By Melissa Wilcox, Toddler Guide, Alder Room, Lake Oswego Campus
Maria Montessori once said, “To do an action gracefully it is not enough to do it with a smile on one’s face. The smile has to come from the heart. It must correspond with the feelings and be an act of will.”
“Grace and Courtesy” is a term that is often heard in a Montessori Community. In simple terms, it is showing respect for one another, and the world around us. Primary Guides give 3 to 6 year olds simple Grace and Courtesy lessons in small groups. In Toddler communities, children are introduced to these concepts through the everyday modeling of the adults around them. If we would like toddlers to be gracious and courteous, we need to lead by example. When it is a part of our lifestyle, it is easy for children to model after us.
Here are some simple things that we do in the Toddler Community, that can also be done at home to cultivate Grace and Courtesy:
- Say “Hello” and “Goodbye” to both children and adults when you arrive and leave
- Use eye contact, getting down to the child’s level to talk to them
- When a child is talking to you, listen to them; show them with your body language that you are present (set down your phone, close your laptop, etc.)
- When you are unable to someone your full attention, graciously let them know when you will be available. With younger children, keep it simple, such as, “I will be available in just a moment…” with a kind smile. With older children, you might say something like, “It is important to me that I hear what you have to say. I need to finish [fill in task here], and I then I will be available.” Using this respectful communication with other adults is important to model as well.
- Wash your hands after we use a toilet, or wipe our nose
- Cover your mouth when you yawn, sneeze or cough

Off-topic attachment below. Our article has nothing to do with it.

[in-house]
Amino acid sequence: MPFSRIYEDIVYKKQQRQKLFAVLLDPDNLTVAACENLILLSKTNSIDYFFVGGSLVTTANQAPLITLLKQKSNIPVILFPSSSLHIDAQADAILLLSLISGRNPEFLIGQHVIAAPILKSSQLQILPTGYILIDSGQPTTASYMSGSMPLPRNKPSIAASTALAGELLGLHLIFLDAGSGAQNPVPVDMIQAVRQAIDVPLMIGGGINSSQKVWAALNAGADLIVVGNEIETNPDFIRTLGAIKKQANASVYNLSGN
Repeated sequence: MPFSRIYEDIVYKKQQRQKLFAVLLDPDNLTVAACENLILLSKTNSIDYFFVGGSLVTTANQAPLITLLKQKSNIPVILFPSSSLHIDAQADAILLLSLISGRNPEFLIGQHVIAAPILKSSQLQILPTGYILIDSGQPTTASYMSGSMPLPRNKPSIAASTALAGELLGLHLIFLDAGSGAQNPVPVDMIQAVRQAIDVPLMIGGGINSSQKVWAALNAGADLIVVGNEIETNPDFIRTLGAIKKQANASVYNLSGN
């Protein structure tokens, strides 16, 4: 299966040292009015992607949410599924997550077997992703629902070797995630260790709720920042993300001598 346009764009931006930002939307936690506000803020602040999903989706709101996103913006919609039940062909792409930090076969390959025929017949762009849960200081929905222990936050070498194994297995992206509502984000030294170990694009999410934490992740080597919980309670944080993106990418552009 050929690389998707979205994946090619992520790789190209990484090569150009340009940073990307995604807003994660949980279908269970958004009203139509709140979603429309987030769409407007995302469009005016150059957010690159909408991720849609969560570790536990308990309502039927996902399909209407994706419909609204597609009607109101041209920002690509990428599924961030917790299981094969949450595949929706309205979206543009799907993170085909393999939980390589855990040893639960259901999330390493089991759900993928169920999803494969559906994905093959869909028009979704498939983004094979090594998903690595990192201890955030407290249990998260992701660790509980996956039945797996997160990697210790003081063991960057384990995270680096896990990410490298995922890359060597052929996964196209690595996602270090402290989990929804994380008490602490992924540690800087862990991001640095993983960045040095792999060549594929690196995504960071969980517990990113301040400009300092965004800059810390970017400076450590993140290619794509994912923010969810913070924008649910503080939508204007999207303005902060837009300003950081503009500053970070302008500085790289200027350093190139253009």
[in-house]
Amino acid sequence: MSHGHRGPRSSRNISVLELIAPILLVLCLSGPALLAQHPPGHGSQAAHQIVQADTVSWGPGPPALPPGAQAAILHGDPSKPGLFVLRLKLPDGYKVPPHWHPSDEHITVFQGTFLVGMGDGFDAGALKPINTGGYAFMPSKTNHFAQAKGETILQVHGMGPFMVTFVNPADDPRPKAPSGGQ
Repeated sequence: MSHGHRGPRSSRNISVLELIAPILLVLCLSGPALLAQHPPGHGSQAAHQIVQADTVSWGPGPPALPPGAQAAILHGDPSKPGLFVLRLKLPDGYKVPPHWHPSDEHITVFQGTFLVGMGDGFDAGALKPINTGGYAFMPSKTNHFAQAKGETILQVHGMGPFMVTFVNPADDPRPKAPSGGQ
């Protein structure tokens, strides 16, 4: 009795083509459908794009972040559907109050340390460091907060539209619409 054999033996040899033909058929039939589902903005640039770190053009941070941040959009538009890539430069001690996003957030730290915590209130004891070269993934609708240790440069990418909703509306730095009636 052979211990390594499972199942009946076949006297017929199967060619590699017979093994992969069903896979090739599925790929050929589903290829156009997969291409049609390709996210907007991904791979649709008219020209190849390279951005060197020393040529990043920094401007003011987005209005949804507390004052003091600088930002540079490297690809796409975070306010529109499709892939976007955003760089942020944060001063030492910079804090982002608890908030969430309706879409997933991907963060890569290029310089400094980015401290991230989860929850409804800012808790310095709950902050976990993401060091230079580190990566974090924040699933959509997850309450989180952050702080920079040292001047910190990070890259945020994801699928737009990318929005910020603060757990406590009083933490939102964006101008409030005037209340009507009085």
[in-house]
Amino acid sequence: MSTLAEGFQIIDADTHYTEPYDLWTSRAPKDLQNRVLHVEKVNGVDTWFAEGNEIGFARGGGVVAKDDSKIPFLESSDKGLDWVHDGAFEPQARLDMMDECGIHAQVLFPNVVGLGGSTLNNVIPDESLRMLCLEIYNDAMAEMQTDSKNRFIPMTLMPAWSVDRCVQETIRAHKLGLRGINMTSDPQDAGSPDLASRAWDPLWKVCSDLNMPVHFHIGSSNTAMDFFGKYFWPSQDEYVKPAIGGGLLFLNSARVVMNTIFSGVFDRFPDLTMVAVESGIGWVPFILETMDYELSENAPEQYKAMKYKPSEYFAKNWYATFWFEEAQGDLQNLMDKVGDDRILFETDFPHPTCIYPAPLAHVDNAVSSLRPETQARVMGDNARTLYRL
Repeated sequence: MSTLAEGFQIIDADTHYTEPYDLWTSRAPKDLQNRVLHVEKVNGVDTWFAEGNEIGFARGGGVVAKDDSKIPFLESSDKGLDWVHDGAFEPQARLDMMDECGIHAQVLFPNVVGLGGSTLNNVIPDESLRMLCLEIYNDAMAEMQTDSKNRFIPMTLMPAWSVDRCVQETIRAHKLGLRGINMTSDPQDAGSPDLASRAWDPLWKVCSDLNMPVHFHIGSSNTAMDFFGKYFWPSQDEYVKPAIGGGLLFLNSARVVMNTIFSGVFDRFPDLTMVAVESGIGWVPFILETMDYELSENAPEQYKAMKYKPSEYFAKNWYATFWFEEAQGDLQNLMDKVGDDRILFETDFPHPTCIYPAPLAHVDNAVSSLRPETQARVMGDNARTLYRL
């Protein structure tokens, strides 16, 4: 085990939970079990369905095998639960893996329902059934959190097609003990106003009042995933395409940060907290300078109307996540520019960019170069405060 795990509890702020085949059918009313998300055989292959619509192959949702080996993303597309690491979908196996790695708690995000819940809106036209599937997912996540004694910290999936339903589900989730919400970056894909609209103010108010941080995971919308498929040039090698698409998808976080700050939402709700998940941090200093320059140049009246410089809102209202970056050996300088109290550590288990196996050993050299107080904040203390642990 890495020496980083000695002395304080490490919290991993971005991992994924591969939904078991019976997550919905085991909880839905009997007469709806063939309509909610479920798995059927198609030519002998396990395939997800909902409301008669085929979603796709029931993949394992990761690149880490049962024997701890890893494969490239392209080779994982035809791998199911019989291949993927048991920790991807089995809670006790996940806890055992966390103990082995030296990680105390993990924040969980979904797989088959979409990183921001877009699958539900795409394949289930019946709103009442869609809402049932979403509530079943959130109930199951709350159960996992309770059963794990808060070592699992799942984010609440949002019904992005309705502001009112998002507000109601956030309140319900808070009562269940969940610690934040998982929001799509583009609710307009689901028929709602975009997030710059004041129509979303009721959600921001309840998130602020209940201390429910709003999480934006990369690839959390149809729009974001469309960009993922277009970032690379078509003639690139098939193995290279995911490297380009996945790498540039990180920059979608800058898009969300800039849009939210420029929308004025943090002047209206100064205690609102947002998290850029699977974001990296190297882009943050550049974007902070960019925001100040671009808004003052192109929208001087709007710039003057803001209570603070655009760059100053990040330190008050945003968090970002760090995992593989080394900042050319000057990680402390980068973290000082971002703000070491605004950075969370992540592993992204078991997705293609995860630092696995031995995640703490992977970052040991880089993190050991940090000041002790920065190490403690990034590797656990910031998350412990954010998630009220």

- Push in chairs when you are done at a table
- Mindfully clean up when you see something out of place
- Say “please” and “thank you” when being served food
- In the classroom, we model how respect for other people’s work. We often don’t “share” a material; instead, we respect the fact that our friend is doing something, and politely wait for them to finish. This could be used at home with siblings or playmates.
As the child is still in the stage of the unconscious absorbent mind, his exercise of grace and courtesy, of the fine flower of charity, of consideration, of service to others, cannot yet be in his own human responsibility. For that his intellect has to be illuminated, his will has to be trained to choose the good. Therefore the responsibility for the child’s acts of grace and courtesy rest fully on the parents and family. They are responsible for the prepared environment in which the child can absorb grace and courtesy. -Margaret Stephenson, excerpt from her Keynote Address at the 1998 Association Montessori Internationale USA National Conference in Oak Brook, Illinois
Grace and Courtesy is the foundation of peace. When we recognize the value in each individual person, we can give them the respect that they deserve.